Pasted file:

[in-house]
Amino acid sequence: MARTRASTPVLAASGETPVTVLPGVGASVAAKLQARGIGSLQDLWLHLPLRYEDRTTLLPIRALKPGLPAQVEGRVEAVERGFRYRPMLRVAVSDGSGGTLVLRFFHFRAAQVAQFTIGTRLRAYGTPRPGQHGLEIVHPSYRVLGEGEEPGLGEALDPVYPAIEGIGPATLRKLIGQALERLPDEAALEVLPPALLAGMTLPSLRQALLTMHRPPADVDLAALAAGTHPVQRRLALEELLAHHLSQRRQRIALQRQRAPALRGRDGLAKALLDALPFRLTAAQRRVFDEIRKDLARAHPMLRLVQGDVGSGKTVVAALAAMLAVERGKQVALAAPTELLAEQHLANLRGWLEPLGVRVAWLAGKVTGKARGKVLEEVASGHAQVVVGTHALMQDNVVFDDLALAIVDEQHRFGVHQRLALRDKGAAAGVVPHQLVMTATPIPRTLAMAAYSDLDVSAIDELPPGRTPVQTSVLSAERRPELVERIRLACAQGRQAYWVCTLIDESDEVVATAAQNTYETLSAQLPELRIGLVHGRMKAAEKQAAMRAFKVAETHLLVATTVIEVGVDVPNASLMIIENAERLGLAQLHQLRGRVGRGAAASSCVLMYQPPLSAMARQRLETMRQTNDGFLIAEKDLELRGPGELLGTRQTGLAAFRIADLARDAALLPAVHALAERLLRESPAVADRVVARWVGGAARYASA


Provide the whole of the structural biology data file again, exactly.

[in-house]
Amino acid sequence: MARTRASTPVLAASGETPVTVLPGVGASVAAKLQARGIGSLQDLWLHLPLRYEDRTTLLPIRALKPGLPAQVEGRVEAVERGFRYRPMLRVAVSDGSGGTLVLRFFHFRAAQVAQFTIGTRLRAYGTPRPGQHGLEIVHPSYRVLGEGEEPGLGEALDPVYPAIEGIGPATLRKLIGQALERLPDEAALEVLPPALLAGMTLPSLRQALLTMHRPPADVDLAALAAGTHPVQRRLALEELLAHHLSQRRQRIALQRQRAPALRGRDGLAKALLDALPFRLTAAQRRVFDEIRKDLARAHPMLRLVQGDVGSGKTVVAALAAMLAVERGKQVALAAPTELLAEQHLANLRGWLEPLGVRVAWLAGKVTGKARGKVLEEVASGHAQVVVGTHALMQDNVVFDDLALAIVDEQHRFGVHQRLALRDKGAAAGVVPHQLVMTATPIPRTLAMAAYSDLDVSAIDELPPGRTPVQTSVLSAERRPELVERIRLACAQGRQAYWVCTLIDESDEVVATAAQNTYETLSAQLPELRIGLVHGRMKAAEKQAAMRAFKVAETHLLVATTVIEVGVDVPNASLMIIENAERLGLAQLHQLRGRVGRGAAASSCVLMYQPPLSAMARQRLETMRQTNDGFLIAEKDLELRGPGELLGTRQTGLAAFRIADLARDAALLPAVHALAERLLRESPAVADRVVARWVGGAARYASA